We keep hearing about the words market correction and bear market being used on the stock market news a lot. If you are investing, you should know and understand these financial terms and their differences and not be surprised by them when they actually happen. As you will see below, these events do occur rather frequently.
The more you realize that they are common the better you can be prepared for how you manage your investment and retirement plans. The worst thing in investment can happen due to bad investing decisions out of either fear or greed. And lack of knowledge is usually the main cause of fear.
What is a market correction?
Market correction is defined as drop of 10% from the market peak. On average, corrections last 4 to 5 months and occur as often as every year (8 to 12 months). The market has had 22 corrections since 1945, 10 of the corrections within the last 20 years. The previous correction had ended in December 2018. The stock market loses, on average, 14% in a correction.
What is a bear market?
Bear markets is markets in which the stock or index has fallen more than 20%. On average, bear markets lasted 14 months and took 24 months to recover. There have been 12 bear markets since 1945 / WWII with average decline of more than 30%. The biggest decline was bear market of 2007-2009, which went into a great recession with stock market suffered slightly more than 50% drop.
What is a recession?
A recession is a period of negative economic growth that happened 2 consecutive quarters in a row that last more than 6 months. It goes beyond the financial markets as to effect the economy as a whole visible in GDP, unemployment, industrial production and sales. On average, recessions since WWII have lasted a duration of 10 months.
Market Crash & Bear Markets In The United States Since 2000
- Dot-com bubble (Mar 10th, 2000): Collapse of technology bubble.
- 911 attacks (Sep 11th, 2001): September 11 attacks caused the global stock market to drop sharply.
- Stock market downturn of 2002 (From Mar 2002 with dramatic decline in July and September):
- Bear market of 2007-2009 (Oct 2007 – Mar 2009): DJIA, Nasdaq and S&P 500 all suffered declines of over 50%.
- Financial crisis 0f 2008 (Sep 16th, 2008): Largely due to subprime loans (provisions of loans to people who may have difficulty maintaining repayment schedules.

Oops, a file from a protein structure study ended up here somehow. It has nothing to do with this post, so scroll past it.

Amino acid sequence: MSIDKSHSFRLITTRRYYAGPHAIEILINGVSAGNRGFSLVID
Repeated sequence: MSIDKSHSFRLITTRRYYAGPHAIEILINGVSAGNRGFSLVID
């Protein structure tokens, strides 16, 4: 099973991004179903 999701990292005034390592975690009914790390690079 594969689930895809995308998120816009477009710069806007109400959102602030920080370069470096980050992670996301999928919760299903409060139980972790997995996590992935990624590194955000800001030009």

- Bear market of 2011 (Between May 2nd and Oct 4th, 2011): S&P 500 entered a bear market with a decline of 21.58%.
- Market sell-off 2015 (From Jun 3rd, 2015 until August 2015): Dow Jones fell 1,300 points in 2 days. The plunge wiped out a total of $10 Trillions on global markets.
- Stock market downturn of 2018 (Sep 20th, 2018): S&P 500 dropped 19.73% while DJIA fell 18.78%.
- Coronavirus stock market crash 2020 (Feb 24th, 2020): Dow dropped more than 3,700 points or over 10% in less than a week. Largest one-day point drop in history with Dow fell over 1,190 points in a single day. Partly due to market correction.
Further Reads: List of stock market crashes and bear markets
Recessions In The United States Since 2000
- Early 2000 recessions (Mar to Nov 2001): The dot-com bubble, 911 attacks brought decade of growth to an end.
- Great recession (Dec 2007 to Jun 2009): Subprime mortgage led to housing bubble burst. Collapse of several large financial institutions and the automobile industry.
Further Reads: List of recessions in the United States
Based on the information above, several findings can be drawn:
- Short term volatility – Markets crash often, every 2-5 years. When it’s bear market, the drop is at least 20% up to 50%. In all cases, the market has always recovered.
- Recession’s a cycle – We haven’t had a recession in the last decade. The most recent recession was before 2010. Recessions have occurred once every 10 years in the history. That’s why some economists think a market correction (defined as a 10% drop from the market top) was due.
- Bear flattens growth – The stock market usually ended the year flat in the year of bear markets.
Don’t let the news drive you into a panic mode. As an investor, I am guessing you are probably somewhat optimistic by nature. View the market as an opportunity, but don’t be greedy. Remember that you invest for the long term not just for this season. The market always turn around.
What are your main takeaways from this information? Do you worry about your investment whenever market crashes?